“I fish spots I normally wouldn’t fish,” Bucher said. “And you end up learning that sometimes there are big fish in these spots.”
Conventional wisdom says catching big fish requires throwing big baits. That’s not always true, Bucher said.
On occasion, for whatever reason, a musky decides a meal is just too big, he said.
So sometimes he casts immediately back to a fish that followed but didn’t strike with an identical – but much smaller – lure.
“If you raise a big fish, let’s just say on a big bladed spinner, have that same bait in a miniature version close by and ready to go. This has been a really successful tactic for me,” he said.
Likewise, around cold fronts, he downsizes and tosses 4-inch lipless crankbaits that a bass angler might throw.
One word of caution with smaller baits, though: they have to be rigged on lighter rods, Bucher said. Attach them to a really heavy musky rod and you’ll get bites but be unlikely to keep fish hooked, he said.
The best musky waters see a lot of pressure. And, often, many of those anglers throw the same lures to the same fish from the same places.
Bucher gets creative. If most anglers set up on one side of a point, for example, he’ll cast from the other, to surprise conditioned fish.
“What happens a lot of times is, if there are fish sitting in these spots, they get used to baits coming by them in a certain way. Then, all of the sudden, something moves by them at a different angle and it’s almost like a reaction,” Bucher said. “They take a swipe at it and before you know it they’re hooked.”
Many musky lures feature fistfuls of sharp treble hooks. To avoid fouling them, anglers limit themselves to fishing the edges of weeds and other cover, Bucher said.
The problem, he noted – especially on waters with lots of activity – is that’s not where the big muskies are. They retreat into the really thick stuff and catching them requires going in after them.
“Go into the jungle,” Bucher said.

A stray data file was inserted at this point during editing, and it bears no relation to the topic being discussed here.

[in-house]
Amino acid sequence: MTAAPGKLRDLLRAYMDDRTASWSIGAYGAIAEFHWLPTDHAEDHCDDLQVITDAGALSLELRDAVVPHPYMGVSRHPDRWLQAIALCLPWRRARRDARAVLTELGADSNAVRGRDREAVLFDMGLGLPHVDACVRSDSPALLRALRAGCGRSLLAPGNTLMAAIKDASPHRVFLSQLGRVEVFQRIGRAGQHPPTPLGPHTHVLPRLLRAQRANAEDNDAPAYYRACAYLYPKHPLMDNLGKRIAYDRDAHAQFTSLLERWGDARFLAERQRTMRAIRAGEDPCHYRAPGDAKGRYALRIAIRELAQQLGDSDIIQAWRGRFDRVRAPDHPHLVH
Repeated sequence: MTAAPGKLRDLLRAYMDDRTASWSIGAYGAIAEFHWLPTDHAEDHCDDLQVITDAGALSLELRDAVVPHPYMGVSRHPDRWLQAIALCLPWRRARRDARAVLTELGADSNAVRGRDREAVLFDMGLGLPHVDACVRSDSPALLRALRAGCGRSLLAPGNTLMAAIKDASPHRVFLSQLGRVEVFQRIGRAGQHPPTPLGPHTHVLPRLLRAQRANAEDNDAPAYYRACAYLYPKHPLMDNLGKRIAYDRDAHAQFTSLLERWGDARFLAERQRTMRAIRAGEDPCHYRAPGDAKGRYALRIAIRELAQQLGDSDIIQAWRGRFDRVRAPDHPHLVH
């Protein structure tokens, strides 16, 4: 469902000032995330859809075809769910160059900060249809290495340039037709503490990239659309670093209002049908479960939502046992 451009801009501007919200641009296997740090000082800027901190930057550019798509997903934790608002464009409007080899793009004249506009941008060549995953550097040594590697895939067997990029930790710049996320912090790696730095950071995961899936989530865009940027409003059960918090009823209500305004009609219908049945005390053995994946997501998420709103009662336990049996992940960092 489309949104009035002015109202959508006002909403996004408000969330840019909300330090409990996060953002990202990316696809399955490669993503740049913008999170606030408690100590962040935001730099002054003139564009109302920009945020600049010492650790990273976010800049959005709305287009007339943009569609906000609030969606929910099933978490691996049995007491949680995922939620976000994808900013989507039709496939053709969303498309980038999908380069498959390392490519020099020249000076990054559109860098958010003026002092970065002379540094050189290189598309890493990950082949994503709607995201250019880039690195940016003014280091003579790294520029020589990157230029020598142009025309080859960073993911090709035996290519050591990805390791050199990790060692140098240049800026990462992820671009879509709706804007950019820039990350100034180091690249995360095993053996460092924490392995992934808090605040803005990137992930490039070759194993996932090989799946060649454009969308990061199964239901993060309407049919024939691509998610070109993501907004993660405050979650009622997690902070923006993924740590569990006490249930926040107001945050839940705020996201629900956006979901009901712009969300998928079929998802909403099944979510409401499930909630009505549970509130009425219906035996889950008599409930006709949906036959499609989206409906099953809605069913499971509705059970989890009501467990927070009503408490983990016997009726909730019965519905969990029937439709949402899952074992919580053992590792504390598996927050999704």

Once in that nastiness, he targets muskies like he would bass. He throws single-hook spinnerbaits and zig-zagging topwater baits. The latter are especially effective used in open pockets within the cover.
“All that moving and pausing and aggravation inside the junk just fires those big fish up,” Bucher said.
Lure manufacturers are very good at making lures do certain things, Bucher said. Floating crankbaits, for example, are excellent at doing just that, diving on the retrieve, then floating to the surface.
If the water is cold and fish are relatively inactive, though, they won’t come up to chase such a lure. And it’s almost impossible to get it down to them.
So he tweaks lures. He might add lead plumber’s tape to a lure or, more often, swap out their standard hooks for larger, heavier gauge ones.
“By something as simple as changing the sizes of the hooks on these lures, we can really effect the buoyancy of the bait and turn it into a totally different lure. Now that floating bait is a suspender or even a sinker,” Bucher said.
All avid musky anglers have heard of the “figure 8” technique. When they get a lure to the boat, they lower their rod tip to the water and move it about in a figure 8 pattern.
Bucher catches 25 percent or more of his big fish that way.
It’s not just the angler who raises a big fish who should be doing figure 8s, though. If there are two anglers in the boat, and one raises a fish, Bucher the other should immediately put his or her lure in the water and start doing a figure 8, too.
“Once in a while, you brought the fish up on one bait, then the fish goes off that bait and all of the sudden it rises up and crushes the other,” he said.
Now, none of those techniques guarantee a musky on the hook. But they all work sometimes, Bucher said, and once is all it takes.
“If you’re a hunter you know you only have to climb into your tree stand and have it go right one time. Well, you only have to make one cast and everything’s changed,” Bucher said.
“In musky fishing, you can go from zero to hero in one cast.”